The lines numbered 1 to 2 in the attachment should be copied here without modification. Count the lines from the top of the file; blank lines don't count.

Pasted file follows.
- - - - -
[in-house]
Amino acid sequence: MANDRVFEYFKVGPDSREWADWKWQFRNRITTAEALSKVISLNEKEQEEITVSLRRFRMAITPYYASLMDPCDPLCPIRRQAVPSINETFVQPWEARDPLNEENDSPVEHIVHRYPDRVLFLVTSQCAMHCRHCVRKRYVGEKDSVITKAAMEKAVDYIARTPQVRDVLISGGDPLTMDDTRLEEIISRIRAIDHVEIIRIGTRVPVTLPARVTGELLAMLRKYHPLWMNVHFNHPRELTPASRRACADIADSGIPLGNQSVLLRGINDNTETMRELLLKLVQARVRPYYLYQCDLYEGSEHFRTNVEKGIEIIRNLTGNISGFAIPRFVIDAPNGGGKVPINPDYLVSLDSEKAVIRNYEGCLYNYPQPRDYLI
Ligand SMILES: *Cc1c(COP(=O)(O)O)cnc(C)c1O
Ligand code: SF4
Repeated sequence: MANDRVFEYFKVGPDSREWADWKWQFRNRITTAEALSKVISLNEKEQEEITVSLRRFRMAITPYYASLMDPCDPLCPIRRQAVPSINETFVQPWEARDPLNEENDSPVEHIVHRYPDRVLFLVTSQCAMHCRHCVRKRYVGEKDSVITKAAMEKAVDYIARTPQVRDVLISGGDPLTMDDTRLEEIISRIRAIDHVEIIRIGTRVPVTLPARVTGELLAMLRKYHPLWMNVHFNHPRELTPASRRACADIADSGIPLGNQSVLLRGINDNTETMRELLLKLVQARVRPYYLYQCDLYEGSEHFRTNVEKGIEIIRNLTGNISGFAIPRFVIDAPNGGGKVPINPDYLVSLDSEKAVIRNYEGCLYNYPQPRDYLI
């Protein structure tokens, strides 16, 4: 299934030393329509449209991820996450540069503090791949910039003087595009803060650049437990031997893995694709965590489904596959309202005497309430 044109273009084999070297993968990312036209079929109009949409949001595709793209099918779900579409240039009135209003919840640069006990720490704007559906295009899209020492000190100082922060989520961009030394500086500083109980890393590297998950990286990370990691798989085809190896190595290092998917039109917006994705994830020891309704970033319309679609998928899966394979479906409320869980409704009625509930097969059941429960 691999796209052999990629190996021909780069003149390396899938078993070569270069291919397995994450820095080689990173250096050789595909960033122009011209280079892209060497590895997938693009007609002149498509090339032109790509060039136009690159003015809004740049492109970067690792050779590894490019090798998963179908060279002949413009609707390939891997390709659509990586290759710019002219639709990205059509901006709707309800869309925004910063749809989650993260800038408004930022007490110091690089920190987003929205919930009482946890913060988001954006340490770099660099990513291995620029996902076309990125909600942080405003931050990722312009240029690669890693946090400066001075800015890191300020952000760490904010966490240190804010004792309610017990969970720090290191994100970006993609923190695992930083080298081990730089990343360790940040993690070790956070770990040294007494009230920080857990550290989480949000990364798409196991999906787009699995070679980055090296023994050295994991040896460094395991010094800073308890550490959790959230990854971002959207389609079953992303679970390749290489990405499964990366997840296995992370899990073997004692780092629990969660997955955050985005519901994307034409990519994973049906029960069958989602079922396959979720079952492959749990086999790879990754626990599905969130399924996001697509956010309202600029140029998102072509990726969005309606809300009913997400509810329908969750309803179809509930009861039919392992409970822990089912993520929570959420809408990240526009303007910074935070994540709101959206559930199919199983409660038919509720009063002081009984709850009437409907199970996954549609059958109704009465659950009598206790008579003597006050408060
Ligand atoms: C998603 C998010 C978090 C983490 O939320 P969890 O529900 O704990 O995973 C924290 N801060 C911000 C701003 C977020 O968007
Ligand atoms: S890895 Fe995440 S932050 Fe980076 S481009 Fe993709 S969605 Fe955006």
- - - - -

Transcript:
[in-house]
Amino acid sequence: MANDRVFEYFKVGPDSREWADWKWQFRNRITTAEALSKVISLNEKEQEEITVSLRRFRMAITPYYASLMDPCDPLCPIRRQAVPSINETFVQPWEARDPLNEENDSPVEHIVHRYPDRVLFLVTSQCAMHCRHCVRKRYVGEKDSVITKAAMEKAVDYIARTPQVRDVLISGGDPLTMDDTRLEEIISRIRAIDHVEIIRIGTRVPVTLPARVTGELLAMLRKYHPLWMNVHFNHPRELTPASRRACADIADSGIPLGNQSVLLRGINDNTETMRELLLKLVQARVRPYYLYQCDLYEGSEHFRTNVEKGIEIIRNLTGNISGFAIPRFVIDAPNGGGKVPINPDYLVSLDSEKAVIRNYEGCLYNYPQPRDYLI